- In a plane, the direction of a vector is given by an angle the vector has with the positive x-axis. This direction angle is measured counterclockwise. The scalar x-component of a vector can be expressed as the product of its magnitude with the cosine of its direction angle, and the scalar y-component can be expressed as the product of its magnitude with the sine of its direction angle.
- In a plane, there are two equivalent coordinate systems. The Cartesian coordinate system is defined by unit vectors \(\hat{i}\) and \(\hat{j}\) along the x-axis and the y-axis, respectively. The polar coordinate system is defined by the radial unit vector \(\hat{r}\), which gives the direction from the origin, and a unit vector \(\hat{t}\), which is perpendicular (orthogonal) to the radial direction.

#### 2.3 Algebra of Vectors

- Analytical methods of vector algebra allow us to find resultants of sums or differences of vectors without having to draw them. Analytical methods of vector addition are exact, contrary to graphical methods, which are approximate.
- Analytical methods of vector algebra are used routinely in mechanics, electricity, and magnetism. They are important mathematical tools of physics.

#### 2.4 Products of Vectors

- There are two kinds of multiplication for vectors. One kind of multiplication is the scalar product, also known as the dot product. The other kind of multiplication is the vector product, also known as the cross product. The scalar product of vectors is a number (scalar). The vector product of vectors is a vector.
- Both kinds of multiplication have the distributive property, but only the scalar product has the commutative property. The vector product has the anticommutative property, which means that when we change the order in which two vectors are multiplied, the result acquires a minus sign.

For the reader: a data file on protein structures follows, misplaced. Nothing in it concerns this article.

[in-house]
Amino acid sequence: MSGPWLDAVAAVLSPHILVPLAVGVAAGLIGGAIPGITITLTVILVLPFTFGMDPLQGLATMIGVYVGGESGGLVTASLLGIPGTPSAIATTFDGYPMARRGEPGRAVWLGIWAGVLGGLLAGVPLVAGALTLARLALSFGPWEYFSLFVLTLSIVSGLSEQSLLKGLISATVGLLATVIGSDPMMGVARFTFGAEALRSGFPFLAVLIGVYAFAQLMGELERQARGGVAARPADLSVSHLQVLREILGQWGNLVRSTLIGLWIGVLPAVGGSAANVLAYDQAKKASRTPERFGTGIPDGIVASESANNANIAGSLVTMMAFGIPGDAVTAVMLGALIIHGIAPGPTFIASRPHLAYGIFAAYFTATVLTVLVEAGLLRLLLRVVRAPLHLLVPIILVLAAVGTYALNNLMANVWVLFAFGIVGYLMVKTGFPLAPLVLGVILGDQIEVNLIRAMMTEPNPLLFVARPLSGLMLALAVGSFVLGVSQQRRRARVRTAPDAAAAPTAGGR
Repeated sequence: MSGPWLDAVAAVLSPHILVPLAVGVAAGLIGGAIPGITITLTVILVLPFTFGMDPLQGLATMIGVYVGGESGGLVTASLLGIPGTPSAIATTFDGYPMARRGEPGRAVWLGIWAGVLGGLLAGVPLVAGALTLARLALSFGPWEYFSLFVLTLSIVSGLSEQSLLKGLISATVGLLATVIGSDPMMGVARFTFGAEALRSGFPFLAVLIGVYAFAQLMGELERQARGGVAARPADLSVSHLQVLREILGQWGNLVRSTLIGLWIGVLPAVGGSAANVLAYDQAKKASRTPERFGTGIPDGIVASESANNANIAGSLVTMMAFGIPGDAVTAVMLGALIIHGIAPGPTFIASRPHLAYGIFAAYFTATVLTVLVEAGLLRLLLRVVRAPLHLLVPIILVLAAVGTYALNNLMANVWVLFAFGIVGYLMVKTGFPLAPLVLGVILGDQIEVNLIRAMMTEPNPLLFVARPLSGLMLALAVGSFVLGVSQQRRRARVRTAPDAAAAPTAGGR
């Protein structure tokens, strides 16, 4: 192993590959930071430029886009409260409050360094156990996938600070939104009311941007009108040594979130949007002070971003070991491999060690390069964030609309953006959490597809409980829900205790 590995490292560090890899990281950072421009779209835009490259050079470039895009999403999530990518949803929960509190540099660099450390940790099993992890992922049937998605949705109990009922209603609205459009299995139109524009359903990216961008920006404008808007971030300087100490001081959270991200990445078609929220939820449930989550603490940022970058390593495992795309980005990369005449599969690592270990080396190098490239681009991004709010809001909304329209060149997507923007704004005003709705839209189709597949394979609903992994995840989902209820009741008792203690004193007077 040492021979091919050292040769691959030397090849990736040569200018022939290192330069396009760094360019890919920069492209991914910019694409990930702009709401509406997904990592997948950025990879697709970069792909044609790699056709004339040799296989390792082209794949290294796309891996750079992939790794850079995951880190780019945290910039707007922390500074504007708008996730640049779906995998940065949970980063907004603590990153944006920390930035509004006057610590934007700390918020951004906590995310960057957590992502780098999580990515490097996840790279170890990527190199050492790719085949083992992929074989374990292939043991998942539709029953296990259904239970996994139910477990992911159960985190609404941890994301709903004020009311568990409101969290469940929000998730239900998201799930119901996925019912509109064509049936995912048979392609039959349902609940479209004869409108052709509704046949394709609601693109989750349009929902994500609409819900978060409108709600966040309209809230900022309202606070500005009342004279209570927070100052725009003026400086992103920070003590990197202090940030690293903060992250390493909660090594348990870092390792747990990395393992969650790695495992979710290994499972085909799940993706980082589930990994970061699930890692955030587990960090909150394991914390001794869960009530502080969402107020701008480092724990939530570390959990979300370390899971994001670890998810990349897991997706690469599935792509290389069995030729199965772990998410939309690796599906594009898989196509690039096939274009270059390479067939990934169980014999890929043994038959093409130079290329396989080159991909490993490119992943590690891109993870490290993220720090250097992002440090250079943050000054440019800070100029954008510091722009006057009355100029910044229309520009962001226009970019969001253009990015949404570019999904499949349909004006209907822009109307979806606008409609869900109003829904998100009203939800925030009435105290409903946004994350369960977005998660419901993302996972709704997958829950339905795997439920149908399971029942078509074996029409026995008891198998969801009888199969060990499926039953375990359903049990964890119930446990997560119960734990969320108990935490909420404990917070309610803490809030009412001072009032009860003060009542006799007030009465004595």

- The scalar product of two vectors is obtained by multiplying their magnitudes with the cosine of the angle between them. The scalar product of orthogonal vectors vanishes; the scalar product of antiparallel vectors is negative.
- The vector product of two vectors is a vector perpendicular to both of them. Its magnitude is obtained by multiplying their magnitudes by the sine of the angle between them. The direction of the vector product can be determined by the corkscrew right-hand rule. The vector product of two either parallel or antiparallel vectors vanishes. The magnitude of the vector product is largest for orthogonal vectors.
- The scalar product of vectors is used to find angles between vectors and in the definitions of derived scalar physical quantities such as work or energy.
- The cross product of vectors is used in definitions of derived vector physical quantities such as torque or magnetic force, and in describing rotations.

Contributors

Samuel J. Ling (Truman State University), Jeff Sanny (Loyola Marymount University), and Bill Moebs with many contributing authors. This work is licensed by OpenStax University Physics under a Creative Commons Attribution License (by 4.0).